Have empathy for your doctor.

Regular readers will know that I’m a fan of active engagement in our health-related decisions. To do this effectively, it helps to know several things about the healthcare system. This understanding will relieve your frustration with the way things are, and it may also make you more empathetic toward the doctor who doesn’t listen when you try to participate.

1. The healthcare system is a product of the consumer culture, and is designed around money.

Doctors are paid for a very short appointment time with each patient, usually about 10 minutes. That means appointments are booked close together and the doctor is invariably running late by the time the first patient leaves.

From the patient point of view, this means a long wait after arriving at your scheduled time. It also means your doctor may seem rushed, harried, and unwilling to listen to your explanation of what’s going on with your health. And, if you have the impression that doctors only want to hear about one issue at the appointment, that’s true. Ten minutes doesn’t allow enough time to sort out even one problem, never mind a complex health issue.

Sanity strategies…

  • Take a book, listen to your iPod, or decide to enjoy leafing through magazines you don’t normally read.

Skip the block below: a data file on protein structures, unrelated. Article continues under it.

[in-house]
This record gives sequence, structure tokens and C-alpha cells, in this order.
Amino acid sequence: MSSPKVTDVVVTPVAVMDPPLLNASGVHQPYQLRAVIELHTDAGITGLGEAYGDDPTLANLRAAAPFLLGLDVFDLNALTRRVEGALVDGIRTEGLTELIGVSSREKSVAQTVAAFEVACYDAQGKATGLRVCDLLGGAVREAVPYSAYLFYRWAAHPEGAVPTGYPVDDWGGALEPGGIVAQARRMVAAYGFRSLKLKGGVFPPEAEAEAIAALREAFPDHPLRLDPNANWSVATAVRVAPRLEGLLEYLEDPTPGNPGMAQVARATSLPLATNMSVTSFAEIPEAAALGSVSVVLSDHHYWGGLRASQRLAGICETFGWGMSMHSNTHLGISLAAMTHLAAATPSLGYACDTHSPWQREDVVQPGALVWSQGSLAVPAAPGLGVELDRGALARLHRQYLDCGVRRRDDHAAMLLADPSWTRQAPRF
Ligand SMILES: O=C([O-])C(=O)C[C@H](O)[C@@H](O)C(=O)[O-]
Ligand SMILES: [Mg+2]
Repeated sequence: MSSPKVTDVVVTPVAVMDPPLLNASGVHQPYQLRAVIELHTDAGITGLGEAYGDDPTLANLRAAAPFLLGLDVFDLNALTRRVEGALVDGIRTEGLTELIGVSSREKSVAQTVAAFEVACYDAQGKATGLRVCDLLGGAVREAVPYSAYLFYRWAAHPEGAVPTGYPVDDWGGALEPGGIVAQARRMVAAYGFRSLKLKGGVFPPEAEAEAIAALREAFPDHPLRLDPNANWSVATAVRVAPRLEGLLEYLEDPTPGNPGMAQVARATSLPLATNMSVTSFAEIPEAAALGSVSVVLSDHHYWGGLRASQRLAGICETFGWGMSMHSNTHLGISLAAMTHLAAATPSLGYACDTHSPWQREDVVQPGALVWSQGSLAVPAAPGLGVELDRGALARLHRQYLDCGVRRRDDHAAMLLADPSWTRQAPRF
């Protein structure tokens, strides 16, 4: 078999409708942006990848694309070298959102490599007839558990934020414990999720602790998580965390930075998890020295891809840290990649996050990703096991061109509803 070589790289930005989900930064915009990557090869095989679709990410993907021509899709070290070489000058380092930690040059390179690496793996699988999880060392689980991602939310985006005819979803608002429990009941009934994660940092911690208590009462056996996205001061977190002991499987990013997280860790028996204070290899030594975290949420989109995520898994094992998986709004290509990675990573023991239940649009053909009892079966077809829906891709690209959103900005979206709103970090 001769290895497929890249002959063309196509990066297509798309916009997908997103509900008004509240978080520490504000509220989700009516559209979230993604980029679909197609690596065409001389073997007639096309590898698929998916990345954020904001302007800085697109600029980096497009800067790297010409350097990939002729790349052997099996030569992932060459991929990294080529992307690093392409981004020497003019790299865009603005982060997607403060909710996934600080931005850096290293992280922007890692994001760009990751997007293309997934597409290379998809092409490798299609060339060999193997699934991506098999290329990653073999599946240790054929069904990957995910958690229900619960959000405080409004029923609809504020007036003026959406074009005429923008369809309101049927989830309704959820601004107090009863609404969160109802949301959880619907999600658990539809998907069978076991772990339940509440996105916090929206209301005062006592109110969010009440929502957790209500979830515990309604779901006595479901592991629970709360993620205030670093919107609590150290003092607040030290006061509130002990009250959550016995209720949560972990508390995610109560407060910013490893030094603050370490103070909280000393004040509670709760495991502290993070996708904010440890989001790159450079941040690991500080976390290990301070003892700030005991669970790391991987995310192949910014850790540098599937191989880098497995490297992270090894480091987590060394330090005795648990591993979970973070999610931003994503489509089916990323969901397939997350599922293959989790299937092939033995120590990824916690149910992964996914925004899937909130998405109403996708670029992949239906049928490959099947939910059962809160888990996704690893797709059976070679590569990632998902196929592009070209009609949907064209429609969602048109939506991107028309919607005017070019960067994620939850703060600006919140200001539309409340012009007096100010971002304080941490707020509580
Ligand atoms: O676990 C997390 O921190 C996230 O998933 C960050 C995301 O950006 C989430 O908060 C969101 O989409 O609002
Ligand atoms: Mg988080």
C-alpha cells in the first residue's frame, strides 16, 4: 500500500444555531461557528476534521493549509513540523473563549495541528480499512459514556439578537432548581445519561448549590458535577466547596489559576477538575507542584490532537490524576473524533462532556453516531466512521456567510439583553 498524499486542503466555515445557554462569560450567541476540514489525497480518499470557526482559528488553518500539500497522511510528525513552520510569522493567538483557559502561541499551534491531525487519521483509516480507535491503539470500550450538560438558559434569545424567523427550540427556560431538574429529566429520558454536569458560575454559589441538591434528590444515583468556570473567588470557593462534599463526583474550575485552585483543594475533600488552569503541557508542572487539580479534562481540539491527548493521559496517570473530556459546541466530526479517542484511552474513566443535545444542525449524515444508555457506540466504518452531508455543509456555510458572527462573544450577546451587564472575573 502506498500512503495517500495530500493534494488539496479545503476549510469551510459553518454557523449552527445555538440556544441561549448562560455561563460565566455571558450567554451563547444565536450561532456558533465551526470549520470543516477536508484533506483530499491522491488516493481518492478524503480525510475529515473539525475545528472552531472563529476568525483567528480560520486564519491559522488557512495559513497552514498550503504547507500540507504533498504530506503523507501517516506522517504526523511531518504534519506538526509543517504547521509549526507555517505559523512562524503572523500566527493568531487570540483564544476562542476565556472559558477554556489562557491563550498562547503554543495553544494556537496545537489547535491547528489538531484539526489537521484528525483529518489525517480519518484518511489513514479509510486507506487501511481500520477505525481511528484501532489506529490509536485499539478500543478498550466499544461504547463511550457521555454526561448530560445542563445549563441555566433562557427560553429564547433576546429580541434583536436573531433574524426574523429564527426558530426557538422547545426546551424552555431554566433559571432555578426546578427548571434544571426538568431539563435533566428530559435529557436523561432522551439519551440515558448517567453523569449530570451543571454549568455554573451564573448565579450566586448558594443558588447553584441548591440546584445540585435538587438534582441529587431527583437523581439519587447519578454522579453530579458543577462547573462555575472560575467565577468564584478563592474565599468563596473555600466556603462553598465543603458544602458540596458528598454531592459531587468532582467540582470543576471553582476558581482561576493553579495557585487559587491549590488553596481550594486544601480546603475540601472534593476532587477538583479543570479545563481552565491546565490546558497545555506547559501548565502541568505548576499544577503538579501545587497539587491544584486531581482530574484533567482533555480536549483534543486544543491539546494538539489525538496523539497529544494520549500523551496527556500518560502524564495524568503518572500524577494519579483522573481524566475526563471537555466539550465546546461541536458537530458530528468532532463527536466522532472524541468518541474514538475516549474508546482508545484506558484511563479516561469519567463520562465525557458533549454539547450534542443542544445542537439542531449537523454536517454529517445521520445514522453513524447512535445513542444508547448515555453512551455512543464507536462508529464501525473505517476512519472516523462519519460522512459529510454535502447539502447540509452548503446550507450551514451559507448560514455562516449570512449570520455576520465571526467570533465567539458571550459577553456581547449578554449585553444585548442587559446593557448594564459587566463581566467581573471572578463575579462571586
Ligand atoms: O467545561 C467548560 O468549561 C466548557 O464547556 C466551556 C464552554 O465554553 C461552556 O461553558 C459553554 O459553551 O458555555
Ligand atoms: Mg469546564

• Meditate. Put on your sunglasses and no one will be the wiser. You’ll be refreshed instead of frazzled by the wait.
  • Book your appointment far enough in advance so that you can get the first slot in the morning or after lunch.
  • Don’t plan your next activity for the day based on the time you would be free if you got in to see the doctor as scheduled. You know it isn’t going to happen, so be realistic and save yourself the stress.

2. Physicians are the product of a system that has trained them to think a certain way.

Conventional medicine is based on the fix-it principle: diagnose (i.e. label) the condition and prescribe something to relieve symptoms. Conventionally trained  physicians do some things very well. They are the people you want when you have a medical emergency. They know how to swing into action to stop bleeding, stitch up wounds, fix broken bones no matter how severe the damage, and generally put Humpty Dumpty back together again. They also have access to state-of-the-art equipment to do advanced tests and complicated procedures.

Humpty Dumpty needs to be put back together

Image via ClipartFest.com

But it’s another story when you have a chronic illness. Their abilities to put you back together don’t help when lifestyle changes are the best prescription. Sadly, there are major gaps in conventional medical training. Unless doctors have taken extra courses, they know next to nothing about nutrition. When it comes to exercise, they wouldn’t know what to recommend beyond the basics unless they have studied it for themselves. When you have a crick in your neck, they can give you something for the pain, but they aren’t trained in how to adjust your spine.

In essence, medical doctors have been schooled to see health issues as individual problems that require medicine to get rid of the symptoms. They do not have holistic training that looks at the function of body systems and how they interact with each other.